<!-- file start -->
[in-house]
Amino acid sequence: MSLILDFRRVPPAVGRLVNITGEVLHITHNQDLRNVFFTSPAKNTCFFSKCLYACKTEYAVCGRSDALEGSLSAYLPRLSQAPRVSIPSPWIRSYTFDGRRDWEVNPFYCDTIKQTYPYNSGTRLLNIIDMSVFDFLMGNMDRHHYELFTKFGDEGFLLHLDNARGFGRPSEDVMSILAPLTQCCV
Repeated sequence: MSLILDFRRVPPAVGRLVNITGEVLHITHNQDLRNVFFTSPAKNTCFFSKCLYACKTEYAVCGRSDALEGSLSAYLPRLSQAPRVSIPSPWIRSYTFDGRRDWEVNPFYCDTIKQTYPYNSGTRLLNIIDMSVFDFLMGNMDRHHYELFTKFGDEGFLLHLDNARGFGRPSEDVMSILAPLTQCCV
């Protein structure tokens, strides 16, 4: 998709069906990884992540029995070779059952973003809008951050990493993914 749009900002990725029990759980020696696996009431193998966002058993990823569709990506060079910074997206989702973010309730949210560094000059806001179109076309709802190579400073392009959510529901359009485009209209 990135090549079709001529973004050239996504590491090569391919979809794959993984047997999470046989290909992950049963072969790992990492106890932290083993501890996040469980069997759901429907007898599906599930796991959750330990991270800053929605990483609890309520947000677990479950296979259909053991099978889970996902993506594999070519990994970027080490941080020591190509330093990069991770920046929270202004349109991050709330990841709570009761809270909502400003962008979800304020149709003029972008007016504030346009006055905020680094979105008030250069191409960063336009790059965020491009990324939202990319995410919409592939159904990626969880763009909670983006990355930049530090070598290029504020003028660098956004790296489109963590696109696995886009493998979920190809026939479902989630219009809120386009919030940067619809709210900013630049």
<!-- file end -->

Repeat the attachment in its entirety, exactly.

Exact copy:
[in-house]
Amino acid sequence: MSLILDFRRVPPAVGRLVNITGEVLHITHNQDLRNVFFTSPAKNTCFFSKCLYACKTEYAVCGRSDALEGSLSAYLPRLSQAPRVSIPSPWIRSYTFDGRRDWEVNPFYCDTIKQTYPYNSGTRLLNIIDMSVFDFLMGNMDRHHYELFTKFGDEGFLLHLDNARGFGRPSEDVMSILAPLTQCCV
Repeated sequence: MSLILDFRRVPPAVGRLVNITGEVLHITHNQDLRNVFFTSPAKNTCFFSKCLYACKTEYAVCGRSDALEGSLSAYLPRLSQAPRVSIPSPWIRSYTFDGRRDWEVNPFYCDTIKQTYPYNSGTRLLNIIDMSVFDFLMGNMDRHHYELFTKFGDEGFLLHLDNARGFGRPSEDVMSILAPLTQCCV
């Protein structure tokens, strides 16, 4: 998709069906990884992540029995070779059952973003809008951050990493993914 749009900002990725029990759980020696696996009431193998966002058993990823569709990506060079910074997206989702973010309730949210560094000059806001179109076309709802190579400073392009959510529901359009485009209209 990135090549079709001529973004050239996504590491090569391919979809794959993984047997999470046989290909992950049963072969790992990492106890932290083993501890996040469980069997759901429907007898599906599930796991959750330990991270800053929605990483609890309520947000677990479950296979259909053991099978889970996902993506594999070519990994970027080490941080020591190509330093990069991770920046929270202004349109991050709330990841709570009761809270909502400003962008979800304020149709003029972008007016504030346009006055905020680094979105008030250069191409960063336009790059965020491009990324939202990319995410919409592939159904990626969880763009909670983006990355930049530090070598290029504020003028660098956004790296489109963590696109696995886009493998979920190809026939479902989630219009809120386009919030940067619809709210900013630049």